Labour’s Chris Hipkins, however, sought to close off this escape route by asking whether Key had ever phoned or sent a text to Slater on his Government-supplied phone.

“I am not 100 per cent sure of that,” Key replied to mocking laughter from the Opposition benches.

But Winston Peters suggested there was something “particularly disturbing” about the Prime Minister’s first reply. If the Speaker, David Carter, allowed it to stand there would be no accountability to Parliament at all. Carter dismissed Peters’ argument, but later agreed to have another look at transcripts of the question time exchange.

The question to be resolved is whether Key should get away with determining which particular hat he is or was wearing at which particular time, and more so when the hat-switching is designed to get him off a very uncomfortable political hook.

I can’t recall the PM contacting me, ever, as the PM.  As in, what he wanted to communicate about had to do specifically with the office of the Prime Minister or prime ministerial duties, responsibilities or needs.   Read more »

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Map of the Day

Sponsored by What Power Crisis, click here for this week’s Solar Deal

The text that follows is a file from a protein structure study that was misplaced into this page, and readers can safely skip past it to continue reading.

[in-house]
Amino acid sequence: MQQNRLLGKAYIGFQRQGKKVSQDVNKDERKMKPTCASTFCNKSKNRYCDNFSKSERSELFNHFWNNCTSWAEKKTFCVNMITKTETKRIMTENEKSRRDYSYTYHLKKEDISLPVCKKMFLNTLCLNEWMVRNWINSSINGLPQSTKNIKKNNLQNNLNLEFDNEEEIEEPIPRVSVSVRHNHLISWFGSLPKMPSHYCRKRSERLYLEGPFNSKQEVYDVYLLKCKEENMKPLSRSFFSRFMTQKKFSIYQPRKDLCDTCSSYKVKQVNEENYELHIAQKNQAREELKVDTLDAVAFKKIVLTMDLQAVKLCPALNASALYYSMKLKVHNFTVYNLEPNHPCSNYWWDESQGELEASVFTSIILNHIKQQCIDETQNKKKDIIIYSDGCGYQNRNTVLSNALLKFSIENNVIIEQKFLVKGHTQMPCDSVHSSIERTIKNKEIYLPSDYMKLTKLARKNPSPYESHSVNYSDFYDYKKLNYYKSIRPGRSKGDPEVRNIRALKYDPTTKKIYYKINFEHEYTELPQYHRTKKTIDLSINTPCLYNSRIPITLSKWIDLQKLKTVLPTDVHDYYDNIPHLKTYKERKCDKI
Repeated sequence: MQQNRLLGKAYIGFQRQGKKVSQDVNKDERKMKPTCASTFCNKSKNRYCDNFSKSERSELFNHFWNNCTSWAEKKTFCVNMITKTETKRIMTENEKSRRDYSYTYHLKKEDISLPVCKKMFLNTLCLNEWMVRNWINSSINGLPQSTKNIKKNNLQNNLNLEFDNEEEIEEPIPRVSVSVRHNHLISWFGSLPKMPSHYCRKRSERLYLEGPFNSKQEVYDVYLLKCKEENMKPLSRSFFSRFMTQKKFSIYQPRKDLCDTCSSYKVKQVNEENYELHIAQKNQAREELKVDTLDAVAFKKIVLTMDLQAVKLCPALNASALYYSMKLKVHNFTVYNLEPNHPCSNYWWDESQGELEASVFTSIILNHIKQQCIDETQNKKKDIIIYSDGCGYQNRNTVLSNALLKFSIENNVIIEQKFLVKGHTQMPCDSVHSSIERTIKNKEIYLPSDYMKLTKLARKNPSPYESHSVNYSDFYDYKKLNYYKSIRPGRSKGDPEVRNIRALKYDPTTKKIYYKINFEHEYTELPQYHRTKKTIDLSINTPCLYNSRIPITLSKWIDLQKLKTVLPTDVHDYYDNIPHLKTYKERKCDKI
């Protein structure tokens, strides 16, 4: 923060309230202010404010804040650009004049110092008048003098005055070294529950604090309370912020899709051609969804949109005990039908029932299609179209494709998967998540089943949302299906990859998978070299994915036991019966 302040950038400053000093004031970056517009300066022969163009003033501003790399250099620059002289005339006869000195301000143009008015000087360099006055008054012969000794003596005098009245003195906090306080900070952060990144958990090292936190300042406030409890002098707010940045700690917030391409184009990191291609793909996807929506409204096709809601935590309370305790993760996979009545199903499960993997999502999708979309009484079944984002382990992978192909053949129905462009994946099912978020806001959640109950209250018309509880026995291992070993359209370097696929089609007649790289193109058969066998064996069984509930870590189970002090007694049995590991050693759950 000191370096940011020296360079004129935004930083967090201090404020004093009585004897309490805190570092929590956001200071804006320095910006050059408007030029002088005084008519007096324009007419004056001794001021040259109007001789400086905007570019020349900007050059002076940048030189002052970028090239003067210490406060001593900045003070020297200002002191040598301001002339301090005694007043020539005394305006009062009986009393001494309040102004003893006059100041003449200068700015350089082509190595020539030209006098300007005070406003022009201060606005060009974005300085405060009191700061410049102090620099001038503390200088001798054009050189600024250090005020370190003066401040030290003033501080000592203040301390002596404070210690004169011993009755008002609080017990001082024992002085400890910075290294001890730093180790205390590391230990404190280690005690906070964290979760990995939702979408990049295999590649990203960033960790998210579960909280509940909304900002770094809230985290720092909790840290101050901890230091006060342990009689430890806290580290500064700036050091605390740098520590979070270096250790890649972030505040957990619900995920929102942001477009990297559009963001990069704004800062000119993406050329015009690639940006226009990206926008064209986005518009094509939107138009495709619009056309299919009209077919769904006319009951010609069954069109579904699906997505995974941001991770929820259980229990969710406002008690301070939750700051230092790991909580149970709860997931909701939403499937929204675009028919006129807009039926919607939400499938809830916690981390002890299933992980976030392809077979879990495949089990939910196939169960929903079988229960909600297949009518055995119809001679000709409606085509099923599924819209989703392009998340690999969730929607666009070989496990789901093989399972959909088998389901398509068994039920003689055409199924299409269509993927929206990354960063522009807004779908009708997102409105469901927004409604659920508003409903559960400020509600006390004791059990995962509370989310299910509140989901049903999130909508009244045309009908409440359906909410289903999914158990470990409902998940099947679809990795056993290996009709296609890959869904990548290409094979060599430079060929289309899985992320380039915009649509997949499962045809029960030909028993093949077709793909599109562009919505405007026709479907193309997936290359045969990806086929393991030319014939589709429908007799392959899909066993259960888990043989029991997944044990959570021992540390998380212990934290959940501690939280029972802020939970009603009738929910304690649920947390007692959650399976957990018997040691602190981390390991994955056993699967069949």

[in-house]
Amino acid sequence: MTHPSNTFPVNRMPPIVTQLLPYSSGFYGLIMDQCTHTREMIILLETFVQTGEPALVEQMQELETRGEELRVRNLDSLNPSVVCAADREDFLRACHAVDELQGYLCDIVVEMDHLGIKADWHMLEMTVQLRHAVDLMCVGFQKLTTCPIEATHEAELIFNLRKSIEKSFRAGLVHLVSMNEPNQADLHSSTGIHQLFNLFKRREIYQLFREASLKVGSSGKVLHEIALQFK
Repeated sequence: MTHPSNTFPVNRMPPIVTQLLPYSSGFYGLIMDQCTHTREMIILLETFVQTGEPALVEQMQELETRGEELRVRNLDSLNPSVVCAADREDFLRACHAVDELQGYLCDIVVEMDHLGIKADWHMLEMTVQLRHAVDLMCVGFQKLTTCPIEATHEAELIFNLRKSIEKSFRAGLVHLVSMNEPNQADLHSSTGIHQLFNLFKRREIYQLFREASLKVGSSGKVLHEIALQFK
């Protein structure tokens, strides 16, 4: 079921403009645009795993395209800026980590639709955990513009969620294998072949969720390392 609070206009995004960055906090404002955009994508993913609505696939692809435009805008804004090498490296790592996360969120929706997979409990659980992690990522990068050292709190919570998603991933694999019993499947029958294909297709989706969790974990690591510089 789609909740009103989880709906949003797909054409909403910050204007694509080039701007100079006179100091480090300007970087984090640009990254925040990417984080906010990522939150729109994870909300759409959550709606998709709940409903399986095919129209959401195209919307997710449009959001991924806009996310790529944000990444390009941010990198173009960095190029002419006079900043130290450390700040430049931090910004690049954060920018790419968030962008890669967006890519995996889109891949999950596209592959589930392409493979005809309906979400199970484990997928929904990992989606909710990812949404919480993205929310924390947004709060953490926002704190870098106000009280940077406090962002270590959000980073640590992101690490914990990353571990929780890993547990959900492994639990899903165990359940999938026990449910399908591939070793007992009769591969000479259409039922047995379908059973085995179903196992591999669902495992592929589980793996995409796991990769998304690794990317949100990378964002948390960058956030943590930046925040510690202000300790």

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Map of Australia from the mid-1850s

Click here for a larger view

 

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Unions destroy jobs with their minimum wage demands

I warned people this would be the result.  Why can’t unions ever see beyond the next wage round?

mcdonalds-automation

If there’s a silver lining for McDonald’s in Tuesday’s dreadful earnings report, it is that perhaps union activists will begin to understand that the fast-food chain cannot solve the problems of the Obama economy. The world’s largest restaurant company reported a 30% decline in quarterly profits on a 5% drop in revenues. Problems under the golden arches were global—sales were weak in China, Europe and the United States. Read more »

Is inflation too low?

Normally you’d be happy with low inflation.  Except that it also has other side effects, like lower interest rates, which means low-risk investments start to become all but useless.  And the elephant in the room:  dropping mortgage rates will inflame an already overpriced housing market

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Annual inflation is down to just 1 per cent, with lower than expected September quarterly inflation of 0.3 per cent.